Chris Ingalls: Denmark’s Mew are a band that’s known to fuse their indie pop music with a slight accent of prog, this fits the bill nicely. From the soaring choruses and sophisticated musical arrangements to the nagging earworm catchiness, it’s as if Muse or Coldplay made an album after spending the weekend listening to Genesis’ Duke. Which, to me, is not a bad thing. [7/10]
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“Our motivation is to be different than [what] we were,” notes Nuno Gonçalves, and boy he isn’t kidding.
Answering a question asked back in 2011 when PopMatters visited the Gift in Spain, the keyboardist and lead songwriter of Portugal’s the Gift has made it clear that no two albums will sound the same. Amazingly, over the course of two decades, the band has kept this promise.
Paul Carr: Breaking up is hard to do, but for NAO it is the only way to spare a lover from the pain of a failing relationship. Over spacious, off-center beats, NAO creates a lush, lunar atmosphere for her powerful, intimate lyrics. She sounds torn, filled with self-doubt but her hesitancy slowly gives way to the cold hard realization of the inevitable. In this way, it feels like peeking into her diary as she wrestles with her decision. “In the Morning” is a thoughtful exploration of the fragility of relationships. [8/10]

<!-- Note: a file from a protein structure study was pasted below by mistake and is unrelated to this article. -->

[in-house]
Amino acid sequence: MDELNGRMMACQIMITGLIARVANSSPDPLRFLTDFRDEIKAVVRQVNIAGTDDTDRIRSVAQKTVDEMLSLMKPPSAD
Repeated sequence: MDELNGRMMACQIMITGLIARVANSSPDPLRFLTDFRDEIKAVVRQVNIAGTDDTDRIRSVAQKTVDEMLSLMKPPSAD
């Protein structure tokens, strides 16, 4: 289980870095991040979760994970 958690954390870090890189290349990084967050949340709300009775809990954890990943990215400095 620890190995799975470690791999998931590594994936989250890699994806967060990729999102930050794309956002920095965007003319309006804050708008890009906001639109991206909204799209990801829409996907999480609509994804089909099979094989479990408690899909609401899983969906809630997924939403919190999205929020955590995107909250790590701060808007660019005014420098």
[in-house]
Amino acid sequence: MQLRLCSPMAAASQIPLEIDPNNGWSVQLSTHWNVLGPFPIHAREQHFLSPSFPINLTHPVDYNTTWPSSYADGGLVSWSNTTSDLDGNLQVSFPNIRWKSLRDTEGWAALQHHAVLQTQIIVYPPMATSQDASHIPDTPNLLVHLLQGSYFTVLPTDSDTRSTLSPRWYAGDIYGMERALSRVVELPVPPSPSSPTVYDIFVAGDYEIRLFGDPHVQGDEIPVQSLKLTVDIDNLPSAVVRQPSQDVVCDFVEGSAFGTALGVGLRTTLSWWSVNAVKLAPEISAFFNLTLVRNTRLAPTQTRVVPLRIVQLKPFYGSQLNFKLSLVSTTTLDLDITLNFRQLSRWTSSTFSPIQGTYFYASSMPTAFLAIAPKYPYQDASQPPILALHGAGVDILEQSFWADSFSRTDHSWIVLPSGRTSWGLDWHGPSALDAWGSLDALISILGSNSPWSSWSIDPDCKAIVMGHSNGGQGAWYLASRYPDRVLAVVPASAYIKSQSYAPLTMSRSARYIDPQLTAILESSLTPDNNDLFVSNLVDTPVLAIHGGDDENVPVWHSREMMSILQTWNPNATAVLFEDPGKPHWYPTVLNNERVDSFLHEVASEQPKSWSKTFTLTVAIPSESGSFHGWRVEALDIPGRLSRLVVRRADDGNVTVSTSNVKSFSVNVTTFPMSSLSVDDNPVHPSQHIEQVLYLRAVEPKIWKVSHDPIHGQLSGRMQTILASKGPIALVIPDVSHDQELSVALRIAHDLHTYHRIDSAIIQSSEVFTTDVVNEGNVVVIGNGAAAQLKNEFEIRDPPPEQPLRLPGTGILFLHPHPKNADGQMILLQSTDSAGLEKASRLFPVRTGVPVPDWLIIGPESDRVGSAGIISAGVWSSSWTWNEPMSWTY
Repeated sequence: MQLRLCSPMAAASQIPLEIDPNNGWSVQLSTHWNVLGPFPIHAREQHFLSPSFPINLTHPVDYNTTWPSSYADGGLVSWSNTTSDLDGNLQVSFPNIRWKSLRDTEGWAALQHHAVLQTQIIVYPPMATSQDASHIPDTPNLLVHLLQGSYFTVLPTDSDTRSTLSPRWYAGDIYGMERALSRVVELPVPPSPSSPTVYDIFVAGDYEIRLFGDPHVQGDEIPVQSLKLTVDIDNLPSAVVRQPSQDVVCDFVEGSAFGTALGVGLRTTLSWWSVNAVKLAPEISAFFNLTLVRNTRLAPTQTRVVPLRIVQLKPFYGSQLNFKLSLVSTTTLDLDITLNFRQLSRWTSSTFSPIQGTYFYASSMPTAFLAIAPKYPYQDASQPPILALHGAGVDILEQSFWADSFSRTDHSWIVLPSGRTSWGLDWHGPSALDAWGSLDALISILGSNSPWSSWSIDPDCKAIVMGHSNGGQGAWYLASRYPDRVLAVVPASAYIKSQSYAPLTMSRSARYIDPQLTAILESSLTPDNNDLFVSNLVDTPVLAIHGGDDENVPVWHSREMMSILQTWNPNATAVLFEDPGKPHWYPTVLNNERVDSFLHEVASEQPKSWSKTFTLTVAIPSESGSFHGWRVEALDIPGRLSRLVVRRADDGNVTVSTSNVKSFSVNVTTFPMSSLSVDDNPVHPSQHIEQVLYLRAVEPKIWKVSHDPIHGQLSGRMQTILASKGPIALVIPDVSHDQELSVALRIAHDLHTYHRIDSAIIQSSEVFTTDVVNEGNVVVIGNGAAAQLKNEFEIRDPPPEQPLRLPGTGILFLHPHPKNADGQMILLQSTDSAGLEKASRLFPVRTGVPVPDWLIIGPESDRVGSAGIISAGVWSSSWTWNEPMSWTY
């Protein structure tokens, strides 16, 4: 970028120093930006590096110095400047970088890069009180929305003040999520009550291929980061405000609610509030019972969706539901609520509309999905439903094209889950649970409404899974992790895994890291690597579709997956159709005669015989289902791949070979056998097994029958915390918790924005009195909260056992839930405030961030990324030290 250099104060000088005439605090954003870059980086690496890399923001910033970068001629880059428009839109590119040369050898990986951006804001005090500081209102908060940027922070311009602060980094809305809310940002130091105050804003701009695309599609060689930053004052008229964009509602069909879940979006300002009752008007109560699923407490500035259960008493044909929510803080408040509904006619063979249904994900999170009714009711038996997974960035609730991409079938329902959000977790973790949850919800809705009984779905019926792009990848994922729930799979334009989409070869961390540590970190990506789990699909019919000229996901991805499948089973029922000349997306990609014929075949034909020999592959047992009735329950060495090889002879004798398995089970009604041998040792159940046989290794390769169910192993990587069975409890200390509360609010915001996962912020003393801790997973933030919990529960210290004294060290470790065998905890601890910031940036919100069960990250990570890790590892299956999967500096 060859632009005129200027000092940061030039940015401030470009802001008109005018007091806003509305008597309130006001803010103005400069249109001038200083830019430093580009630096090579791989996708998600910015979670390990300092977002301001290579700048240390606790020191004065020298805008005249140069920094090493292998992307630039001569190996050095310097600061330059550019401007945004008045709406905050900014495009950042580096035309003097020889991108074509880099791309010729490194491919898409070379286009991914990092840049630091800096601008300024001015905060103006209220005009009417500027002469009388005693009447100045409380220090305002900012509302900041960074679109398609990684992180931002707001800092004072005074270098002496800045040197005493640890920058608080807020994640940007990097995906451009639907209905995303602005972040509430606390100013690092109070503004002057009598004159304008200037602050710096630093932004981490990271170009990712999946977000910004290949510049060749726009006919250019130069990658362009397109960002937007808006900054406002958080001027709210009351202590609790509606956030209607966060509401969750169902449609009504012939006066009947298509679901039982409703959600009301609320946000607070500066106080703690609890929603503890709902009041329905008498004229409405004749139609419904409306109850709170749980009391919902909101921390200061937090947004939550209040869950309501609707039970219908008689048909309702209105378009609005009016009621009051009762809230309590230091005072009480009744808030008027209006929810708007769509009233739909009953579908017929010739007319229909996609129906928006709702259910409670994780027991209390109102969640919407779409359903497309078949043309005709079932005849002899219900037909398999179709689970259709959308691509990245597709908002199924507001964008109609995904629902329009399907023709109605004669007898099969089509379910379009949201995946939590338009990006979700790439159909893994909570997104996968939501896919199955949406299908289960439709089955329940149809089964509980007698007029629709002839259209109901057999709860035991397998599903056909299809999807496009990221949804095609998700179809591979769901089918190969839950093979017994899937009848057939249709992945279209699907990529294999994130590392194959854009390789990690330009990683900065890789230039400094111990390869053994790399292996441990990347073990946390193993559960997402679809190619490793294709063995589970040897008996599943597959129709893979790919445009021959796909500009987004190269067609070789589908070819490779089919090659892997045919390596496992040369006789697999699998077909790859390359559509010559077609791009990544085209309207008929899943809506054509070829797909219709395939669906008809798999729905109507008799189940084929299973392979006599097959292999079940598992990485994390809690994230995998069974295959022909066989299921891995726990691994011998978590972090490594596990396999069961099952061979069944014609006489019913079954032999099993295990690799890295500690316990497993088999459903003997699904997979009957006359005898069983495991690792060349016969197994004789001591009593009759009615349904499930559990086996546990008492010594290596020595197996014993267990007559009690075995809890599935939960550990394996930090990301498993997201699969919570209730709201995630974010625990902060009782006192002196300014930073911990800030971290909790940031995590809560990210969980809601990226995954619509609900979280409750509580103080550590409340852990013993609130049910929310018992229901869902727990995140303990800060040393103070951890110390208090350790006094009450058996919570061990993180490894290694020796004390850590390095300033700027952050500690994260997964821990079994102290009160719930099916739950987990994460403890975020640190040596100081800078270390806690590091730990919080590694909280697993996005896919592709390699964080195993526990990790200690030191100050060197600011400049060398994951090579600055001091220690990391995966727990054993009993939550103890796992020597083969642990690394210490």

Adriane Pontecorvo: A master drummer once said that if you can hear a song without it making you dance, you are sick. Hearing “Give Me a Reason”, it’s easy to understand just what he meant. On the second single off of British-Nigerian band Ibibio Sound Machine’s upcoming sophomore album, Lagos meets London in an explosion of retro color and sound. They’ve moved forward a decade since we last heard them, exchanging highlife influences for funky Afrobeat. Singer Eno Williams commands attention with both her voice and her moves, while the electronics pay more than a little tribute to the Talking Heads. “Give Me a Reason” has nothing but grooves; it’s the ultimate feel-good music, and it’s almost impossible to listen to it without jumping up and getting down. [10/10]
Back in December, we told you all about Kevin Russell’s newish band Shinyribs. Russell formed the project as something of a solo effort for awhile but then built out the band as his previous group the Gourds wound things down. The Gourds were very much an alt-country band, but with Shinyribs, Russell is branching out into all sort of Southern roots music like New Orleans soul, old-time rock ‘n’ roll, and swamp funk. Now Shinyribs has a new video on tap, the rockin’ “Trouble, Trouble”, wherein the group blends a bit of ‘50s rock ‘n’ roll a la Jerry Lee Lewis and Chuck Berry with some sweet soul horns and choruses.